The assertion of "I'm a dog person" or "I'm a cat person" comes up between friends and strangers alike, as the common descriptor loaded with implications causes many — even non-pet owners — to identify as one or the other. In a quest to get to the bottom of this, a recent study went so far as to poll about 4,500 people to measure their personality inclinations in five areas: openness, conscientiousness, extroversion, agreeableness, and neuroticism.
Since previous research showed these five dimensions to encompass most personality traits, participants answered questions and also indicated whether they consider themselves cat people, dog people, both, or neither. Interestingly, the personality findings did not have anything to do with their actual pets but did have to do with their original assertions. See the results when you read more.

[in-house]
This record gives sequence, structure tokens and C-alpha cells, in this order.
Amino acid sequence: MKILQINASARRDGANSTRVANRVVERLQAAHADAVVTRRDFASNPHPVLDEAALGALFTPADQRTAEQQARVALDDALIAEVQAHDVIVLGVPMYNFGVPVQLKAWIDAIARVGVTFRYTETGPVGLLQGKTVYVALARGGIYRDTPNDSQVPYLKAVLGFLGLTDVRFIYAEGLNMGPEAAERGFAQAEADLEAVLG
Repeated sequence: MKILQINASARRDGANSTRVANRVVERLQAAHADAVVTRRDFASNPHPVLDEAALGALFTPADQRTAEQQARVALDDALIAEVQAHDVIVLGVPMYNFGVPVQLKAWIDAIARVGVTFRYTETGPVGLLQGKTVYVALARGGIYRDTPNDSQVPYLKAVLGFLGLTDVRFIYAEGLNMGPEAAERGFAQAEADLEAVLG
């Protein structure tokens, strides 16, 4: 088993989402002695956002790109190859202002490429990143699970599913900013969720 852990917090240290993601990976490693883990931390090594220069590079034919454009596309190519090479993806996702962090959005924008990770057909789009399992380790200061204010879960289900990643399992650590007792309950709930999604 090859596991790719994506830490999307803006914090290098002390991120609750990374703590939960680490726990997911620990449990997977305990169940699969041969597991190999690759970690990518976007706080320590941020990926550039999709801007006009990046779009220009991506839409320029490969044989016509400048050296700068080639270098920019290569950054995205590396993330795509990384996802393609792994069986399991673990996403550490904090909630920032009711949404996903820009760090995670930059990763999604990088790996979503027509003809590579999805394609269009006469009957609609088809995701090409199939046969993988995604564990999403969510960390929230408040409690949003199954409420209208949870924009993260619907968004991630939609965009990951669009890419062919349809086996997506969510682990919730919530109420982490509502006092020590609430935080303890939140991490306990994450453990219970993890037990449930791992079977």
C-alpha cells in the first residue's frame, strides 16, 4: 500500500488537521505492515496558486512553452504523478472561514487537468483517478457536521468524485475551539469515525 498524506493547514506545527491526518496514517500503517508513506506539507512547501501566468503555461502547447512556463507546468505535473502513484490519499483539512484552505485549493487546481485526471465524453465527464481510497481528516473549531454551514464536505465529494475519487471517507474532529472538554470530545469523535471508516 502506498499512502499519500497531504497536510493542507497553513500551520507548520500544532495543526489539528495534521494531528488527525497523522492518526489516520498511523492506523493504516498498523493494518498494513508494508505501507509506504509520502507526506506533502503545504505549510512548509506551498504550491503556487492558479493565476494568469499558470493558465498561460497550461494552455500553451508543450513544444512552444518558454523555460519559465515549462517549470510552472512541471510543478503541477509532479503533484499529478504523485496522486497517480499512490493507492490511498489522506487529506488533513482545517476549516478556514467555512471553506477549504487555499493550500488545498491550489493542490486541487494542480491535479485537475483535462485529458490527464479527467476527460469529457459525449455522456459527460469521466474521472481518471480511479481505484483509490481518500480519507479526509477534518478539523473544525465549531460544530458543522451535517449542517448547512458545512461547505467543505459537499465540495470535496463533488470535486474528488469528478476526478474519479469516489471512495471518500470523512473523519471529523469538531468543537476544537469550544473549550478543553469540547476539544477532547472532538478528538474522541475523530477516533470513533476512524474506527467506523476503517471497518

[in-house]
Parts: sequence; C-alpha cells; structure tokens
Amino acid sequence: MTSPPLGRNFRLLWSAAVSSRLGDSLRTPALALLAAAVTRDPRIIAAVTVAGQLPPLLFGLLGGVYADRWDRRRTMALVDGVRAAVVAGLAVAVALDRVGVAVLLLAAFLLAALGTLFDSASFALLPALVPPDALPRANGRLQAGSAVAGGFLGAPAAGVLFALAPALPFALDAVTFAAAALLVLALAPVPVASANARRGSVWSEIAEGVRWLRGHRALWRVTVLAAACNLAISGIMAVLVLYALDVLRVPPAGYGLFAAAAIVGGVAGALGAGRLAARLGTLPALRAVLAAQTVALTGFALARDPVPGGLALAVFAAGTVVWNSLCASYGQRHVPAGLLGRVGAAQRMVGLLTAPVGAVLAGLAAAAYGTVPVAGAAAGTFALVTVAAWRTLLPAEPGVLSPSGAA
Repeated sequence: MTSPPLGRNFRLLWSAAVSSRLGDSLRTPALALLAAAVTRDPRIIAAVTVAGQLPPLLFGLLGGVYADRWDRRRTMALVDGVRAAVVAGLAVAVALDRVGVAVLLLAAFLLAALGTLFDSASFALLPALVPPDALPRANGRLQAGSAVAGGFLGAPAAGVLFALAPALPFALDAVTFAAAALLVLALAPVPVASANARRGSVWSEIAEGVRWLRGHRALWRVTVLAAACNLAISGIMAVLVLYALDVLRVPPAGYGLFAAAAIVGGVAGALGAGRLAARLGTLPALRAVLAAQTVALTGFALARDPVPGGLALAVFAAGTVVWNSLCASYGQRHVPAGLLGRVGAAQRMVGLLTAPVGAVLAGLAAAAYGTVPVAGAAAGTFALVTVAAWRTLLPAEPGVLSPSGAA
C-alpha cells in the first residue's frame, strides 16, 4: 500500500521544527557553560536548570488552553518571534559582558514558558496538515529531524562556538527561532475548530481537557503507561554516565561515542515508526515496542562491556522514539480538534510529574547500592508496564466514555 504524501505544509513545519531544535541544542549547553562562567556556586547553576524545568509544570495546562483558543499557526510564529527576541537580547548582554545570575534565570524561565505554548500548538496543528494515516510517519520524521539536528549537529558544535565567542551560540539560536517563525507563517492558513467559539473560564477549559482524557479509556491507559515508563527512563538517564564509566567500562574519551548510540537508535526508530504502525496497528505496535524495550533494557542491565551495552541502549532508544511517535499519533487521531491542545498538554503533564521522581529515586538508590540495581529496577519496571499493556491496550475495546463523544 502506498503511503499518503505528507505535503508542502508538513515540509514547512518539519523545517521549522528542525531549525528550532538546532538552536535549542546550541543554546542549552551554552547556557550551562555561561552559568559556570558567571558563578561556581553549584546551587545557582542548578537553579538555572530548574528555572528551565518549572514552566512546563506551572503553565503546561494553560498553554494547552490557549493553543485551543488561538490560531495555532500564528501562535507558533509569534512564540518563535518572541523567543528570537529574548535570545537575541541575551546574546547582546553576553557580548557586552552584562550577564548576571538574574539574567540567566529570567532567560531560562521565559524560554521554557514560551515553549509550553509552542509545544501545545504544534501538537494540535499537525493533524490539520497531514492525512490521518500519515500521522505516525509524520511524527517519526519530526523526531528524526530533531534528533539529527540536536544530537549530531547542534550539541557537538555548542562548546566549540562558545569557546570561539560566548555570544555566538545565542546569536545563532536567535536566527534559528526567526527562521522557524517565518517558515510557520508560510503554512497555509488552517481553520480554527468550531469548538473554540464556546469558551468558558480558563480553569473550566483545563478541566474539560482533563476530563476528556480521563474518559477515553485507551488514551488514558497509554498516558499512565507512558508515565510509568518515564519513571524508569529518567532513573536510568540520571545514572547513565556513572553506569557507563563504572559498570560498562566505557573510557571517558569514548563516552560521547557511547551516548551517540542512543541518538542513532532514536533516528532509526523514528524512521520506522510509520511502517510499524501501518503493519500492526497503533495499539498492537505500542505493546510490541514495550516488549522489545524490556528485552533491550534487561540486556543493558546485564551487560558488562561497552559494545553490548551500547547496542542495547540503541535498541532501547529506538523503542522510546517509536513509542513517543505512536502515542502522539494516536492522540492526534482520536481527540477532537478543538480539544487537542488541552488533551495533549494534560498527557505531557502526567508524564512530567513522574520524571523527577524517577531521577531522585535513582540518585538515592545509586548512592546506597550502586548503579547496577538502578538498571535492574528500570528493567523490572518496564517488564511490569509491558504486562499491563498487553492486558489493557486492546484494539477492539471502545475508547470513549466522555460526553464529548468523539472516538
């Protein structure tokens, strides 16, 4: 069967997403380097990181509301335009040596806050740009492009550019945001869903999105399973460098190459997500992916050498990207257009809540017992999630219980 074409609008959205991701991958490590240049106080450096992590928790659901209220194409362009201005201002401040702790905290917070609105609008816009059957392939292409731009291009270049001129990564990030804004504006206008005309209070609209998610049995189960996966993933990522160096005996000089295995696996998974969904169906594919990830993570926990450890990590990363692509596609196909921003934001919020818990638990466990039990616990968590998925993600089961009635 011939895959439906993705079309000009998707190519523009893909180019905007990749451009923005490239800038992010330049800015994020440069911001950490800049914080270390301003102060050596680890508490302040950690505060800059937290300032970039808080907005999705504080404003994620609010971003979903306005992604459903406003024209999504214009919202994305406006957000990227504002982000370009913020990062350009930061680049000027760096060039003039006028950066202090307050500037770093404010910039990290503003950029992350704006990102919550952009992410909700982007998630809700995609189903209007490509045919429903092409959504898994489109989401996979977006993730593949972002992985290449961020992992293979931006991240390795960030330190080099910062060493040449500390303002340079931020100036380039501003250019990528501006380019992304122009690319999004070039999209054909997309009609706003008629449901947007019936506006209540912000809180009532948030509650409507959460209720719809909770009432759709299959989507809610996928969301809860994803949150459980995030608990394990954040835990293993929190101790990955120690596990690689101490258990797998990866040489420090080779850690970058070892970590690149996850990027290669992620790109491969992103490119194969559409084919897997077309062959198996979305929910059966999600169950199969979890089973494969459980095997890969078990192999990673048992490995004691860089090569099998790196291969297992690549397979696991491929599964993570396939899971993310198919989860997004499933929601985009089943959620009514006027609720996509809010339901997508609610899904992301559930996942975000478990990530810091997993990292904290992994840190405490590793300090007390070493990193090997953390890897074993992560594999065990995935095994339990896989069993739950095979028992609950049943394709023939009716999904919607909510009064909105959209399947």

It turns out that the "dog people" — based on how people identified themselves, not on what animals they actually own — tend to be more social and outgoing, whereas "cat people" tend to be more neurotic but "open," which means creative, philosophical, or nontraditional in this context.
Could this be a state of mind more than an actuality? Share your thoughts on the results in the comments below!